We have organized a series of events and workshops around the world convening key regional stakeholders and municipalities to discuss important topics crucial for LEDs scale up in each of the visited region. A common challenge for cities is a need for independent support to city staff as they seek to assess the different business case options for their unique city circumstances, from both the technical and financial standpoints. Such capacity support in the early stages of business case review could significantly help reduce the number of technical and funding options during the tendering process - and help speed up procurement.

As a result of these and other region-specific challenges we are extending the consultation workshops into 2016.

LED = Lower Emissions Delivered

Support our call for wide-scale LED streetlighting by sharing the cost and carbon-saving facts about LEDs on social media. Click below to download our graphics.

The Big Switch: LED streetlighting facts

To find out more about our LED work please email us at

Case studies

The energy saving potential of LED lighting has been proven over extended time periods in cities around the globe, and as a result LEDs are now predominantly the first choice for cities when upgrading their lighting infrastructure. Our LED program systematically evaluates projects around the world. See latest news and relevant links and case studies below .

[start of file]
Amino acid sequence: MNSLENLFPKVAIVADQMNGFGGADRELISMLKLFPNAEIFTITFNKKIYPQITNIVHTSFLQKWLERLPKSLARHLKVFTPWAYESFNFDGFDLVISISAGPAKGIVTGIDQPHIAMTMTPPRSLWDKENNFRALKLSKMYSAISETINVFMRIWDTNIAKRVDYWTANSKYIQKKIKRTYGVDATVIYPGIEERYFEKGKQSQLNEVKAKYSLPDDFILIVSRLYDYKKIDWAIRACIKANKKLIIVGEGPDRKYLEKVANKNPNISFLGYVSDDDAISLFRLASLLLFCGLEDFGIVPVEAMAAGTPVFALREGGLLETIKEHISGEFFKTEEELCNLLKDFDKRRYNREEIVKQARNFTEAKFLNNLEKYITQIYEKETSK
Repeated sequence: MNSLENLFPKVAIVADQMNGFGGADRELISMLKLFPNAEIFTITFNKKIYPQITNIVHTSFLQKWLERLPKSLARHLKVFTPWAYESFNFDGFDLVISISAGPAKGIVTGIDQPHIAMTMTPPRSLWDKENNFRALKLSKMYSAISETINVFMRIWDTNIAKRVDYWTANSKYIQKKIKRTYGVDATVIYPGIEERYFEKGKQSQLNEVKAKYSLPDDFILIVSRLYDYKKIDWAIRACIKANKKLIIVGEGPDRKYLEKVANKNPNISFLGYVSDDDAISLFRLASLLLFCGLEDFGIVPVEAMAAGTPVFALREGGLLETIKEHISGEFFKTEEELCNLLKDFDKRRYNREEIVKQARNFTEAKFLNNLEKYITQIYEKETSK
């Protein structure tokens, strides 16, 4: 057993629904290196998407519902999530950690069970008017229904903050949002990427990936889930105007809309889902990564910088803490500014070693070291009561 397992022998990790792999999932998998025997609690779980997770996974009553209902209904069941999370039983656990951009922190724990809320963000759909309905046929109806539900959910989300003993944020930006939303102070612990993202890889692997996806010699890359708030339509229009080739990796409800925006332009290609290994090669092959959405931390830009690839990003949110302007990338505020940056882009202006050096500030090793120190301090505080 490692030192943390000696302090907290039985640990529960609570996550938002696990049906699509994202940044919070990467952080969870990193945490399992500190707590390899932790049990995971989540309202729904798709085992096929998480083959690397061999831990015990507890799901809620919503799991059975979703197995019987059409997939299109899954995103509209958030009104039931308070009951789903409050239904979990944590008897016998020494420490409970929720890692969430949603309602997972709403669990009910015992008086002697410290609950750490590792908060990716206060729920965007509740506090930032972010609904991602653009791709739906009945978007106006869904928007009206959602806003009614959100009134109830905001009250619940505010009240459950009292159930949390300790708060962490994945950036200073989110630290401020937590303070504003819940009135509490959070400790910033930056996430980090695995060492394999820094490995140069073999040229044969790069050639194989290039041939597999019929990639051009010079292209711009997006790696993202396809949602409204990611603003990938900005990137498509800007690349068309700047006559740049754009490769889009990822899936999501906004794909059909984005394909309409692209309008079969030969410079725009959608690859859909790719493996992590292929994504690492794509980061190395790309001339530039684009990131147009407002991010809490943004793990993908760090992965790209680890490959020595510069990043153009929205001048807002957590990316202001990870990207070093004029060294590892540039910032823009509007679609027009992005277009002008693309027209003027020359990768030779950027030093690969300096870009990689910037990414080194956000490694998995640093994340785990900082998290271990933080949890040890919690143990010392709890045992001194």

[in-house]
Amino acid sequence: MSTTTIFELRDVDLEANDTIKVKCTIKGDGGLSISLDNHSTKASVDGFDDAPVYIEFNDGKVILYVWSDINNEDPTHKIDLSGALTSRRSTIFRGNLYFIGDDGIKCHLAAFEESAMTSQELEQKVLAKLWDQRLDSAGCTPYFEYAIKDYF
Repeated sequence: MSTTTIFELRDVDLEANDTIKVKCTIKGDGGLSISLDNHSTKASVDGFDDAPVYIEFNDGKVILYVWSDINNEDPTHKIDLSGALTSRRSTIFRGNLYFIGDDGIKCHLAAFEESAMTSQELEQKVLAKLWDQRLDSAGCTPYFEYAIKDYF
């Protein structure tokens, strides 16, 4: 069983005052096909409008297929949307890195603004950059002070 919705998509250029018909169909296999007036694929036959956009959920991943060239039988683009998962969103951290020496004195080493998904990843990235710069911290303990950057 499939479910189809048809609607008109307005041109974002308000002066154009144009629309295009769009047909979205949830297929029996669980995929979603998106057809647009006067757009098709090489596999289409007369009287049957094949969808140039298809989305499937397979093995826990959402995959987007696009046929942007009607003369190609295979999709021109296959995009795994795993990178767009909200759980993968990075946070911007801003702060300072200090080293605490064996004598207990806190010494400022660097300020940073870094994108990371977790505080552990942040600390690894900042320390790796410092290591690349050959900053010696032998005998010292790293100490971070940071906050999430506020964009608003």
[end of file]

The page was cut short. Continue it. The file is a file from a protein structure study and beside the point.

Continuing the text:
Global trials

report covers banner for led city trials

Adelaide, Australia
Pedestrian pathway LED retrofit in the northern parklands of Adelaide. Final report

Guiyang, China
The municipal government is testing two Chinese-made LED street light luminaires, one on a riverside pedestrian pathway and another on a local street. Results not published

Haldia, India
Haldia in West Bengal, India, is receiving LED installations on a major highway in the heart of the city.

Hong Kong, China
Two municipal universities and the Hong Kong International Airport are testing and comparing Taiwanese, Chinese, and American-made LED pathway luminaries on their respective pilot sites. Final report

Kolkata, India
The Kolkata Municipal Corporation is testing over a 100 Indian made LED street light luminaries in several locales. Final report

London, United Kingdom
Transport for London is testing high powered LED roadway lights in demanding applications on their Red Routes.

Mumbai, India
The Thane Municipal Corporation will install a trial of LED streetlights in the Greater Mumbai Region with support from the national government's Bureau of Energy Efficiency.

New York City, United States
The New York Department of Transportation is testing nine LED products in Central Park and on FDR East Side Drive. Final report for Central Park and for FDR Drive